Ancient Hebrews and Greece Prose Summary to Bullet Points

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					                       Prose Summary to Bullet Points
                                     Ancient Hebrew
Judaism was the first monotheistic religion
based on the concept of one God who sets
down moral laws for humanity. Two books, the
Hebrew Bible and The Commentaries or the
Talmud, are the sources of teachings and
central beliefs of Judaism.

Origin of Judaism
The Hebrew Bible tells the history of Judaism.
It gives the account of the Israelites', or
Hebrew, relationship with God in their history
from the beginning of time until the building of
the Second Temple in Jerusalem. It was the
first religion to denounce idol worship and
believe in only one God

Central Teachings and Beliefs
The Hebrew Bible: tells the history of the
Israelites from the beginning of the world until
the building of the Second Temple. Also gives
the Ten Commandments.The Talmud (Oral
Law): a set of commentaries, or rabbinic
discussions, on Jewish law, ethics, customs,
legends, and stories. It has two parts, the
Mishnah and Gemara.

These two religious materials show the basic
beliefs and teachings in Judaism: belief in
God—belief there is only one God
(monotheism) and he is the supreme
authorityobservance of law—the Ten
Commandments and other Jewish traditions
that have been passed down (Sabbath, Yom
Kippur, Hanukkah) practice of the concepts of
righteousness and justice—belief that a person
has to be just and righteous in their life to enter
heaven in the afterlife; also belief that God is
just and righteous in his decisions. importance
of study—this means the study of Jewish
history and beliefs through the Commentaries
and the Hebrew Bible. Emphasis on each
person's individual worth and personal
responsibility. Belief that all people must
adhere to the same moral obligations, whether
ruler or ruled.

In Judaism there are many important figures.
Below are a few important figures and their
contributions to the development of Judaism.
Abraham: known as the founding father of the
Israelites through his son Isaac. A critical
figure in Judaism, he was blessed by God and
promised great things, including that people all
over the world would worship God because of
his descendants. Moses: a legendary Hebrew
liberator, leader, lawgiver, prophet, and
historian in the Jewish faith. According to the
Hebrew Bible, Moses led the Jews out of
Egypt and received the Ten Commandments
from God during their Exodus. The Ten
Commandments are laws that tell the Jews how
to lead their lives in worship with God.

The Jewish people have gone through many
trials. The Ancient Hebrews migrated to
different areas in the Middle East. They
suffered through slavery and religious
persecution. The Hebrew people are believed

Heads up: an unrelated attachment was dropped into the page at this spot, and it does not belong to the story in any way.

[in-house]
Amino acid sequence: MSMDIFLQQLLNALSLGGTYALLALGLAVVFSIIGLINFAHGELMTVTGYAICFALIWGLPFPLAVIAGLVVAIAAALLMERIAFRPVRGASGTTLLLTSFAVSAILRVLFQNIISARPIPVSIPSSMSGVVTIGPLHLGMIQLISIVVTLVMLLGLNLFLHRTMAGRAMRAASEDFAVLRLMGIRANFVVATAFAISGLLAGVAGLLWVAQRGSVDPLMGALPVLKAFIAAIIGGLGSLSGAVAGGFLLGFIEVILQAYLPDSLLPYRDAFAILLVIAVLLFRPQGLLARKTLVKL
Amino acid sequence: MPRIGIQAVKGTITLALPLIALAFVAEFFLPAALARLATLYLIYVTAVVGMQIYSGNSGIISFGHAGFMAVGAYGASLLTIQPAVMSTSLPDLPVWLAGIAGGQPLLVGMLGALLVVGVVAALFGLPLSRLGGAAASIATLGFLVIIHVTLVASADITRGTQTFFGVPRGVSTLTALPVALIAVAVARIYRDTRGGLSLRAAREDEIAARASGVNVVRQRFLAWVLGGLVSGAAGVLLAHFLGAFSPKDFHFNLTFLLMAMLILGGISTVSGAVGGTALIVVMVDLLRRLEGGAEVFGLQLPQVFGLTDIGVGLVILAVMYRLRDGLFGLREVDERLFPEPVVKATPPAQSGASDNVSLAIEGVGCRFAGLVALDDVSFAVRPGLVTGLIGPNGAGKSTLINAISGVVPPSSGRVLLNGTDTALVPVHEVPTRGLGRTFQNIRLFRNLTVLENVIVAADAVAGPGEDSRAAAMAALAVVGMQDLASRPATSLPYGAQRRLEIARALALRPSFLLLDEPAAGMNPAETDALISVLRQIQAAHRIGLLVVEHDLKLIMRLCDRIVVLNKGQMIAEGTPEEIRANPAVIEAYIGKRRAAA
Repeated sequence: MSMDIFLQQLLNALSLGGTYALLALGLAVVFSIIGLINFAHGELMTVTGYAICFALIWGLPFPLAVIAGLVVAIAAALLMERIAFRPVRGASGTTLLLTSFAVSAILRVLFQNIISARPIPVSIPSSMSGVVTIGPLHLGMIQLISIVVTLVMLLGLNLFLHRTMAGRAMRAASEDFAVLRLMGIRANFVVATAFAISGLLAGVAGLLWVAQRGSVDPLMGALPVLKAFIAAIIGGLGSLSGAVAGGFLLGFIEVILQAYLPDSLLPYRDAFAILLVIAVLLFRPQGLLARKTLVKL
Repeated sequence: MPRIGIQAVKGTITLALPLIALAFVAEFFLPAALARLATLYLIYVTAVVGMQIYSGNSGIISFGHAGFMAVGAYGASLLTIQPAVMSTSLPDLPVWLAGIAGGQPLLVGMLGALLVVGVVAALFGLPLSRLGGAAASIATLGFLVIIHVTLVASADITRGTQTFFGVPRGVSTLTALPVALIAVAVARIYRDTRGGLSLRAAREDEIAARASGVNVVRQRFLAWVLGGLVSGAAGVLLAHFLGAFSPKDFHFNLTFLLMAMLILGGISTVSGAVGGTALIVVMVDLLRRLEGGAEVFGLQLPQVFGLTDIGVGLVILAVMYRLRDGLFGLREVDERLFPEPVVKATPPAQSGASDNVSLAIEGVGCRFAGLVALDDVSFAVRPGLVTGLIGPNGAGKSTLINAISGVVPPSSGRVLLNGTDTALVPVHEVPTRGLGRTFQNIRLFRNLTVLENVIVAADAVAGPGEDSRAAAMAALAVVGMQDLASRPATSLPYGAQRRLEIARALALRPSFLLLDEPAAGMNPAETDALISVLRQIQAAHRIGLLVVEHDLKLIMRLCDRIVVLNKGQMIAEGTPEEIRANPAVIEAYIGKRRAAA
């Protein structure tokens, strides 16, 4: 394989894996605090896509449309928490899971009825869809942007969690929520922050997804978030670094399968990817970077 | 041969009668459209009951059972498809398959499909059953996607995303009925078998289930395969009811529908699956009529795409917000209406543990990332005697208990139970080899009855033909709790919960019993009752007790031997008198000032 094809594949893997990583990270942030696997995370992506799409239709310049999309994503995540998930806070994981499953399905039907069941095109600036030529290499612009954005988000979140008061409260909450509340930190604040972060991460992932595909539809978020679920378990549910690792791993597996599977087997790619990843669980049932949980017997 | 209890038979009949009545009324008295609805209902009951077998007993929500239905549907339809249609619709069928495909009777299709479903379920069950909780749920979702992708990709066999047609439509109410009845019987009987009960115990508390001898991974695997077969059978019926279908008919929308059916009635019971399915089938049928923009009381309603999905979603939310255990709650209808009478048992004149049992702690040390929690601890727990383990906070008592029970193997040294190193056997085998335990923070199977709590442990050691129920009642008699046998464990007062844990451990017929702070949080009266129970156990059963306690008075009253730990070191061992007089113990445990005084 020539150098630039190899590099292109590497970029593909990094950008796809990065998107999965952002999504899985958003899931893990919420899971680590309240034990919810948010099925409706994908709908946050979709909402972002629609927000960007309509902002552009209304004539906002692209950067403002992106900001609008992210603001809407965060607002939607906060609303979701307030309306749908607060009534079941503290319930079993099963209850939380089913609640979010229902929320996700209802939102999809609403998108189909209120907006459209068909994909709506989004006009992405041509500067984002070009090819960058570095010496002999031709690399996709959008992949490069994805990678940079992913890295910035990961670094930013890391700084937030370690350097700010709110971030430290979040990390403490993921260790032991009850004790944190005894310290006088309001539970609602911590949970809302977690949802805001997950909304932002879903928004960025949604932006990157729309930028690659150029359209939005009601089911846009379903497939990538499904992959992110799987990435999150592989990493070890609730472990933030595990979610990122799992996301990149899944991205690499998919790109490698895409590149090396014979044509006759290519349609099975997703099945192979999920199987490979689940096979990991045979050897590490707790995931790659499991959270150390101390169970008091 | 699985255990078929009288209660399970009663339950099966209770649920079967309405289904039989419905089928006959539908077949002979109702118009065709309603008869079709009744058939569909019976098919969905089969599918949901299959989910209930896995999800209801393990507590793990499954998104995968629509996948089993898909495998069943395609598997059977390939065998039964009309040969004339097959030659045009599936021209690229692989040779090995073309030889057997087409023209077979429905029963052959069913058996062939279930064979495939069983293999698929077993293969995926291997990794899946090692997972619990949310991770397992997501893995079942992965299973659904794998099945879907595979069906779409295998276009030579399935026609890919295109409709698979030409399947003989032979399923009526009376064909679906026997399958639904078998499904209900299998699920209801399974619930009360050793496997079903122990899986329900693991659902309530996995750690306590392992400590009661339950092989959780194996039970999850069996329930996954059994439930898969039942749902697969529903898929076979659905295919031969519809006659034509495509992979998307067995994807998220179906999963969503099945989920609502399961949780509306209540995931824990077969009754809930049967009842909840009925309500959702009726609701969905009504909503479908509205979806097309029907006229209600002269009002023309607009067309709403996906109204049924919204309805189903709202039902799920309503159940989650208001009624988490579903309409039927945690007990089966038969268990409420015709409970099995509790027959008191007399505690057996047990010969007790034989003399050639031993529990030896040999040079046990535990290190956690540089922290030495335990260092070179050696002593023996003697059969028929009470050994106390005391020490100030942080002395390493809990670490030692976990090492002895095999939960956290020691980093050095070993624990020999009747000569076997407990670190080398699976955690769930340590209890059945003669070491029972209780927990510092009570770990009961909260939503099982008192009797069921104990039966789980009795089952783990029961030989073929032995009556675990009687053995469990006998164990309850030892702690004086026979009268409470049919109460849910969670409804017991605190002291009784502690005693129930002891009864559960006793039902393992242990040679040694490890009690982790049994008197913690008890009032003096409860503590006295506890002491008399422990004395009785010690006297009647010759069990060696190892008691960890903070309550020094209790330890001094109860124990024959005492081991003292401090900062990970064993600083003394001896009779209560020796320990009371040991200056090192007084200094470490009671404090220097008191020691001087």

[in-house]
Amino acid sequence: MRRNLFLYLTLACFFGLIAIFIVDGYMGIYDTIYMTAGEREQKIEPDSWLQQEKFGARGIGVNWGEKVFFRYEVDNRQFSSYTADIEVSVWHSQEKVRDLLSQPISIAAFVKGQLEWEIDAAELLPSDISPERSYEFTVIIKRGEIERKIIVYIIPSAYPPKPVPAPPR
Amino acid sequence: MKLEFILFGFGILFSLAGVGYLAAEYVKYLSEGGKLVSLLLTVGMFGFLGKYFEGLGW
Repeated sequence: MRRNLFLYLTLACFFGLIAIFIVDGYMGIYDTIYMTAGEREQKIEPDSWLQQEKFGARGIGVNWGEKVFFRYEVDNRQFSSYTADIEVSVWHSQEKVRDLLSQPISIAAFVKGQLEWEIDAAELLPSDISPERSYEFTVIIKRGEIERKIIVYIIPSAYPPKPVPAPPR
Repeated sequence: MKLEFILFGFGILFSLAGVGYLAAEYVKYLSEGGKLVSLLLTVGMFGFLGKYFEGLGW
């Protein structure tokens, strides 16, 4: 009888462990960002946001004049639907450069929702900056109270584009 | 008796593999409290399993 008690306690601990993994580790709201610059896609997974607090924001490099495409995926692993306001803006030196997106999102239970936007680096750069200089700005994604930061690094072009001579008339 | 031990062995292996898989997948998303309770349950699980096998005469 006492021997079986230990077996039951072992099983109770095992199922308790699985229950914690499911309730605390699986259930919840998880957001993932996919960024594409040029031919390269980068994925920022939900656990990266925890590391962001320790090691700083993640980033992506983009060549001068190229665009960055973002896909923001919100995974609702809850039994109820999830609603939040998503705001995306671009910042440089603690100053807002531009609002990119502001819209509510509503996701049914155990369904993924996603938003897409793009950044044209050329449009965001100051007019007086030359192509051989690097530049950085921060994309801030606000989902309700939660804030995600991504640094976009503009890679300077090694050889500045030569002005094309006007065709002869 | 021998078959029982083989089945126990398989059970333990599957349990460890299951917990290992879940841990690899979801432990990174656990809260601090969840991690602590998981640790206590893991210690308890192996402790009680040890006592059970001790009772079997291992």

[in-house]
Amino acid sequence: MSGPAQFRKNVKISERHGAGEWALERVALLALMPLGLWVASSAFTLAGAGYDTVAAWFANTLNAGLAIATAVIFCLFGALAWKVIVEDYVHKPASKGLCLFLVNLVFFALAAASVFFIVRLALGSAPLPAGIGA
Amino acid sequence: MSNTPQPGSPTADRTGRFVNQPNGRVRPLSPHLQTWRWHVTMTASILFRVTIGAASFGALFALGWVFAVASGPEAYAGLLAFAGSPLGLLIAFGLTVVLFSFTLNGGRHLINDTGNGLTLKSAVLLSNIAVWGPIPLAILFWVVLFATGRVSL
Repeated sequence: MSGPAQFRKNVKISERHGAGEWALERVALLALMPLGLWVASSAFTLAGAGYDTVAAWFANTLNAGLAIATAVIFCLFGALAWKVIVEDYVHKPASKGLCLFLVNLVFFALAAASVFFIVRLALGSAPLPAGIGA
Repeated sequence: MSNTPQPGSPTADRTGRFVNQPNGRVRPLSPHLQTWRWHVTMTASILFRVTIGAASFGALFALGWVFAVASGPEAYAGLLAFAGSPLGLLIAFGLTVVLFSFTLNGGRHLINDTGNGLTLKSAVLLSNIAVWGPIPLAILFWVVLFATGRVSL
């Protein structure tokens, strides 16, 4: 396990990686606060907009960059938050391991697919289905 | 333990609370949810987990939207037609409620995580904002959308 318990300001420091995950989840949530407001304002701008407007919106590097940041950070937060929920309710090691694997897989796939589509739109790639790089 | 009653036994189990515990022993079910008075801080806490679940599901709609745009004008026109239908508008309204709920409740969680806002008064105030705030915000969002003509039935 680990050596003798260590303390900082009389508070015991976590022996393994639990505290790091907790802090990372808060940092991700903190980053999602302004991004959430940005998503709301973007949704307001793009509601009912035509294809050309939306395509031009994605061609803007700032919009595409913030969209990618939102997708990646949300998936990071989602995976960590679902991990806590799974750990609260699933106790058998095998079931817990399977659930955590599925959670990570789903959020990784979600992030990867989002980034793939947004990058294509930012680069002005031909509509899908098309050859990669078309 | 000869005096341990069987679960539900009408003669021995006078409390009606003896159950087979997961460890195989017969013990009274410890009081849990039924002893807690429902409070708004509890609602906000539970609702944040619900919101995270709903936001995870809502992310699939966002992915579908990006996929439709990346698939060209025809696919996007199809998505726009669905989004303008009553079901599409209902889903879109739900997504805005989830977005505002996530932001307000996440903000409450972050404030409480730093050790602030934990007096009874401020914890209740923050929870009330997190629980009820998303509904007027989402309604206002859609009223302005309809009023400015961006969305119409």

to have originally lived in Mesopotamia.
Abraham formed a covenant with God and
moved with his followers to Canaan around
1800 B.C. Many Israelites, or Hebrews, moved
to Egypt in 1600 B.C. to escape famine. They
were held in slavery in Egypt until 1200s B.C.
Moses led the Israelites out of Egypt across the
Sinai Peninsula. They returned to Canaan at
1200 B.C. and settled the land. This is known
as the Exodus, and it is important to the Jewish
faith. The capital city of the kingdom of the
Hebrews. The temples were built in Jerusalem.
Romans conquered the area and lived
peacefully for a long time. Jewish revolts
against the Roman rule in the 1st century B.C.
led to most Jewish worship being forbidden.
The Romans destroyed the Second Temple in
70 A.D., forbade Jews from entering the city of
Jerusalem, and changed the region's name from
Israel to Palestine. With the Temple destroyed,
Jewish worship was centered around rabbis
instead of the Temple. As a result of this and
the removal from Jerusalem, Jews moved
farther out of Israel. This movement is called
the Diaspora.
                      Prose Summary to Bullet Points
                                    Ancient Greece
Ancient Greece was a land of geographical
separation, independent city-states, and trade.
Two large city-states, Athens and Sparta, had
very different societies and fought each other
during the Peloponnesian War.

Geography and City-States
Ancient Greece included the areas of present-
day Greece, Cyprus, Turkey, Sicily, and
southern Italy. The physical geography of
Greece is very hilly and mountainous, which
separated the main cities of ancient Greece
from each other. Because cities and their
surrounding areas were so isolated,
independent governments known as a "polis,"
or city-state, formed. Each city-state was made
up of the city and surrounding area, and each
city-state governed itself. They could trade
with other city-states by using the
Mediterranean Sea or the Aegean Sea, because
it was hard to cross over the land to get from
one city-state to another. The city-states also
traded heavily with Egypt and other
civilizations on the Mediterranean.

Athens was the largest city in ancient Greece
and served as its cultural, commercial, and